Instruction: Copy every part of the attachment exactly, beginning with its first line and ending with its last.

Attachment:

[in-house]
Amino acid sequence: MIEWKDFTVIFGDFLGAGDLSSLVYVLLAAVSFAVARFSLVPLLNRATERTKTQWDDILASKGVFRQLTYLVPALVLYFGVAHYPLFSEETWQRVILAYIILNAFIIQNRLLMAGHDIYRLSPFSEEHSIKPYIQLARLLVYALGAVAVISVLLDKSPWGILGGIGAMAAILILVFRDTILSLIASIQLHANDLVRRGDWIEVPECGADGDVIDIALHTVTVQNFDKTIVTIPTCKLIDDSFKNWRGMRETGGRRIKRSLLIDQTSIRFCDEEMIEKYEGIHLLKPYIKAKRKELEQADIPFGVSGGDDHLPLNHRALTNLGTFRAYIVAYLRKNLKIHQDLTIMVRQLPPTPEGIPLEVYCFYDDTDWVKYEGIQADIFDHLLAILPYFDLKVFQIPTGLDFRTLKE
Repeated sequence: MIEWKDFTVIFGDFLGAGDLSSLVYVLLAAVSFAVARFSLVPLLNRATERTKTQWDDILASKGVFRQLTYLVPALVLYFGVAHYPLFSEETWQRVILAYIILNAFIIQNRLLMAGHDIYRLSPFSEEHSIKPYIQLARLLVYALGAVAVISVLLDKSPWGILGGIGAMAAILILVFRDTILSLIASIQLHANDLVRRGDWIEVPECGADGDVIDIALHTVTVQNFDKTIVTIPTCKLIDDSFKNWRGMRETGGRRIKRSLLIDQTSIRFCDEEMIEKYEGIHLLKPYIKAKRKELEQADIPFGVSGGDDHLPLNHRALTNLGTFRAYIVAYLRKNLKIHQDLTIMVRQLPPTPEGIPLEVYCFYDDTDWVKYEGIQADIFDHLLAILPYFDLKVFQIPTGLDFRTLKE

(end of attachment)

[in-house]
Amino acid sequence: MIEWKDFTVIFGDFLGAGDLSSLVYVLLAAVSFAVARFSLVPLLNRATERTKTQWDDILASKGVFRQLTYLVPALVLYFGVAHYPLFSEETWQRVILAYIILNAFIIQNRLLMAGHDIYRLSPFSEEHSIKPYIQLARLLVYALGAVAVISVLLDKSPWGILGGIGAMAAILILVFRDTILSLIASIQLHANDLVRRGDWIEVPECGADGDVIDIALHTVTVQNFDKTIVTIPTCKLIDDSFKNWRGMRETGGRRIKRSLLIDQTSIRFCDEEMIEKYEGIHLLKPYIKAKRKELEQADIPFGVSGGDDHLPLNHRALTNLGTFRAYIVAYLRKNLKIHQDLTIMVRQLPPTPEGIPLEVYCFYDDTDWVKYEGIQADIFDHLLAILPYFDLKVFQIPTGLDFRTLKE
Repeated sequence: MIEWKDFTVIFGDFLGAGDLSSLVYVLLAAVSFAVARFSLVPLLNRATERTKTQWDDILASKGVFRQLTYLVPALVLYFGVAHYPLFSEETWQRVILAYIILNAFIIQNRLLMAGHDIYRLSPFSEEHSIKPYIQLARLLVYALGAVAVISVLLDKSPWGILGGIGAMAAILILVFRDTILSLIASIQLHANDLVRRGDWIEVPECGADGDVIDIALHTVTVQNFDKTIVTIPTCKLIDDSFKNWRGMRETGGRRIKRSLLIDQTSIRFCDEEMIEKYEGIHLLKPYIKAKRKELEQADIPFGVSGGDDHLPLNHRALTNLGTFRAYIVAYLRKNLKIHQDLTIMVRQLPPTPEGIPLEVYCFYDDTDWVKYEGIQADIFDHLLAILPYFDLKVFQIPTGLDFRTLKE